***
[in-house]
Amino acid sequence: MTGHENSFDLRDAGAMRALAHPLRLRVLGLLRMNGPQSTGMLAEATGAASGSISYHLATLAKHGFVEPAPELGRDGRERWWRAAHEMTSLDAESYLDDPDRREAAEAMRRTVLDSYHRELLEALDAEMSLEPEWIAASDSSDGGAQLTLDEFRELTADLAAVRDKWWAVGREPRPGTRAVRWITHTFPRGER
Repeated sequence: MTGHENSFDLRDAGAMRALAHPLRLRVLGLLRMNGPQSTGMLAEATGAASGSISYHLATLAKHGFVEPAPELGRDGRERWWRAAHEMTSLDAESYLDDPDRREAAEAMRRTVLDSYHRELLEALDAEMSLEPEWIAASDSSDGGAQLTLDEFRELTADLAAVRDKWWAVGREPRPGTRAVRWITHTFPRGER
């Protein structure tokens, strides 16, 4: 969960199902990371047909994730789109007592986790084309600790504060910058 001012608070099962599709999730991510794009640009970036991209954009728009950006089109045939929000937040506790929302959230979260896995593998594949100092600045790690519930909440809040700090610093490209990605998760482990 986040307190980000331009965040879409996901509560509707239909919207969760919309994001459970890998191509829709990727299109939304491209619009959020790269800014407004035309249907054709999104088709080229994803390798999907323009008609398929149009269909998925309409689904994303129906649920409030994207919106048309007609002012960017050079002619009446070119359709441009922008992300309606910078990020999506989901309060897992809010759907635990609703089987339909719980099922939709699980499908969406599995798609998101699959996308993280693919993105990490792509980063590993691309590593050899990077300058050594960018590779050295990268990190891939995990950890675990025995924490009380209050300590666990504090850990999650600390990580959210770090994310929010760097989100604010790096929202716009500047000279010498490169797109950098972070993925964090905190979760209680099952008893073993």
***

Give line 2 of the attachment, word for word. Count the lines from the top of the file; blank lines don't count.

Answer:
Amino acid sequence: MTGHENSFDLRDAGAMRALAHPLRLRVLGLLRMNGPQSTGMLAEATGAASGSISYHLATLAKHGFVEPAPELGRDGRERWWRAAHEMTSLDAESYLDDPDRREAAEAMRRTVLDSYHRELLEALDAEMSLEPEWIAASDSSDGGAQLTLDEFRELTADLAAVRDKWWAVGREPRPGTRAVRWITHTFPRGER